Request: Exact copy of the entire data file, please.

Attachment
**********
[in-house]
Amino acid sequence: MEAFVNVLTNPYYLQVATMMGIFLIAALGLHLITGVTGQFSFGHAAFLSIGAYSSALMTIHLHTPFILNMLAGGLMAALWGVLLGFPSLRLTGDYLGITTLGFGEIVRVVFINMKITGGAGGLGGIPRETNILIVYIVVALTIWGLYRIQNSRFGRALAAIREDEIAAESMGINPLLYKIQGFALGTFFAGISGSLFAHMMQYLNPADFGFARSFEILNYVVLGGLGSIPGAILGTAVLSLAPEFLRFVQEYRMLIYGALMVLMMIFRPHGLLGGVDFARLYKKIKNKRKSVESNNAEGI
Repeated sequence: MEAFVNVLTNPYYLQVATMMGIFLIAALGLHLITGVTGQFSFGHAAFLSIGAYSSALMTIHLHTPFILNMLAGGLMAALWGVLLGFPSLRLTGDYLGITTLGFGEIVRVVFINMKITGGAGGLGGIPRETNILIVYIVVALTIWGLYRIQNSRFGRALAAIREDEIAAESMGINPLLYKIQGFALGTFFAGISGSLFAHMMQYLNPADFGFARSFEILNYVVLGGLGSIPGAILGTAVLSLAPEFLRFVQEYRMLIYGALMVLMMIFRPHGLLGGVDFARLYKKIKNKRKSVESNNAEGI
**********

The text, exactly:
[in-house]
Amino acid sequence: MEAFVNVLTNPYYLQVATMMGIFLIAALGLHLITGVTGQFSFGHAAFLSIGAYSSALMTIHLHTPFILNMLAGGLMAALWGVLLGFPSLRLTGDYLGITTLGFGEIVRVVFINMKITGGAGGLGGIPRETNILIVYIVVALTIWGLYRIQNSRFGRALAAIREDEIAAESMGINPLLYKIQGFALGTFFAGISGSLFAHMMQYLNPADFGFARSFEILNYVVLGGLGSIPGAILGTAVLSLAPEFLRFVQEYRMLIYGALMVLMMIFRPHGLLGGVDFARLYKKIKNKRKSVESNNAEGI
Repeated sequence: MEAFVNVLTNPYYLQVATMMGIFLIAALGLHLITGVTGQFSFGHAAFLSIGAYSSALMTIHLHTPFILNMLAGGLMAALWGVLLGFPSLRLTGDYLGITTLGFGEIVRVVFINMKITGGAGGLGGIPRETNILIVYIVVALTIWGLYRIQNSRFGRALAAIREDEIAAESMGINPLLYKIQGFALGTFFAGISGSLFAHMMQYLNPADFGFARSFEILNYVVLGGLGSIPGAILGTAVLSLAPEFLRFVQEYRMLIYGALMVLMMIFRPHGLLGGVDFARLYKKIKNKRKSVESNNAEGI